Aside from the administrative morass that today's decision could well create, the Court should also be cognizant of the legal precedent it may be setting. The majority holding raises intriguing possibilities concerning the right to a hearing at other stages in the welfare process which affect the total sum of assistance, even though the action taken might fall short of complete termination. For example, does the Court's holding embrace welfare reductions or denial of increases as opposed to terminations, or decisions concerning initial applications or requests for special assistance? The Court supplies no distinguishable considerations and leaves these crucial questions unanswered.
Mr. Justice STEWART, dissenting.
Although the question is for me a close one, I do not believe that the procedures that New York and California now follow in terminating welfare payments are violative of the United States Constitution. See Cafeteria & Restaurant Workers Union v. McElroy, 367 U.S. 886, 894—897, 81 S.Ct. 1743, 1748—1750, 6 L.Ed.2d 1230.
California State Department of Social Welfare, Public Social Services Manual, Reg. 44—325 (effective April 1, 1968). The pertinent provisions of the regulation state:
'.43 * * * The recipient * * * shall be notified, in writing, immediately upon the initial decision being made to withhold a warrant beyond its usual delivery date * * * and in no case less than three * * * mail delivery days prior to the usual delivery date of the warrant * * *. The county shall give such notice as it has reason to believe will be effective including, if necessary, a home call by appropriate personnel. * * * Every notification shall include:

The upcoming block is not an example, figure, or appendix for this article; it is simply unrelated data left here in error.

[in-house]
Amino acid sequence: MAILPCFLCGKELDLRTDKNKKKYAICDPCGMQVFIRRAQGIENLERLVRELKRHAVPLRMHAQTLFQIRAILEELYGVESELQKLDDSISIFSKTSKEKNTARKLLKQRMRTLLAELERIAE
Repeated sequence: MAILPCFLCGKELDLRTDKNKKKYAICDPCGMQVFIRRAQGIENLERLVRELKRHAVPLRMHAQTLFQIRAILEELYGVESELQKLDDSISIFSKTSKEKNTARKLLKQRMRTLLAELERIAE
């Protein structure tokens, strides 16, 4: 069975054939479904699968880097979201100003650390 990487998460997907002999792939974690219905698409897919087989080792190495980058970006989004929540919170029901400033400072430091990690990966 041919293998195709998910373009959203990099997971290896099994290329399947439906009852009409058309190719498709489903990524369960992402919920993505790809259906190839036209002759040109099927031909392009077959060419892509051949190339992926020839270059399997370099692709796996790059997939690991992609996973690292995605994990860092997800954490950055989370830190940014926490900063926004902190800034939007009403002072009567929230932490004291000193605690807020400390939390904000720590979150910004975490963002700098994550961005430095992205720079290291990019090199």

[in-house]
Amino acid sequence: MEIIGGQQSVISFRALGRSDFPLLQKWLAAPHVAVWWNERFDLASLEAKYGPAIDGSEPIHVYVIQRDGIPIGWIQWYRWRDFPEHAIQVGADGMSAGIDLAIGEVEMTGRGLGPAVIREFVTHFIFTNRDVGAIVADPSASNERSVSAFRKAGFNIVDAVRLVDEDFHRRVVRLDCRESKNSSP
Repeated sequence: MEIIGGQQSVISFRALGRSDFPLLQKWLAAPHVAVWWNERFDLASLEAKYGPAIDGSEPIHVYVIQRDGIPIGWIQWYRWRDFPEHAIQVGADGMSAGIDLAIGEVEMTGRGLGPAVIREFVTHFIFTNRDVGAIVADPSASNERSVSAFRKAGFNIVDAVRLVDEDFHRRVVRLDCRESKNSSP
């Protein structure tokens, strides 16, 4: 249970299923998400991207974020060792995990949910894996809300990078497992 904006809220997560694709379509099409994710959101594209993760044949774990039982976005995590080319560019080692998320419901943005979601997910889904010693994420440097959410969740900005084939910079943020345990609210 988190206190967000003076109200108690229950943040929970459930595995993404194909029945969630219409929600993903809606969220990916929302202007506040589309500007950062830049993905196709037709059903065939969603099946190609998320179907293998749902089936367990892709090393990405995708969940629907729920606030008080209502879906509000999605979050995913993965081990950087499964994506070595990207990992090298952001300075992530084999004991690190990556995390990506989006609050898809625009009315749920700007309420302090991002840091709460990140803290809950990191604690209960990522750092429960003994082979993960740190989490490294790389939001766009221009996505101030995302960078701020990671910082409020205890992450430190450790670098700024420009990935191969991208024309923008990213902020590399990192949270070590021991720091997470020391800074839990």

'.431 A statement setting forth the proposed action and the grounds therefor, together with what information, if any, is needed or action required to reestablish eligibility. * * *
'.432 Assurance that prompt investigation is being made; that the withheld warrant will be delivered as soon as there is eligibility to receive it; and that the evidence or other information which brought about the withholding action will be freely discussed with the recipient * * * if he so desires * * *.
'.434 A statement that the recipient * * * may have the opportunity to meet with his caseworker * * * in the county department, at a specified time, or during a given time period which shall not exceed three * * * working days, and the last day of which shall be at least one * * * day prior to the usual delivery date of the warrant, and at a place specifically designated in order to enable the recipient * * *
'(a) To learn the nature and extent of the information on which the withholding action is based;
'(b) To provide any explanation or information, including, but not limited to that described in the notification * * *;
'(c) To discuss the entire matter informally for purposes of clarification and, where possible, resolution.'
We are told, for example, that Los Angeles County alone employs 12,500 welfare workers to process grants to 500,000 people under various welfare programs. The record does not reveal how many more employees will be required to give this newly discovered 'due process' to every welfare recipient whose payments are terminated for fraud or other factors of ineligibility or those whose initial applications are denied.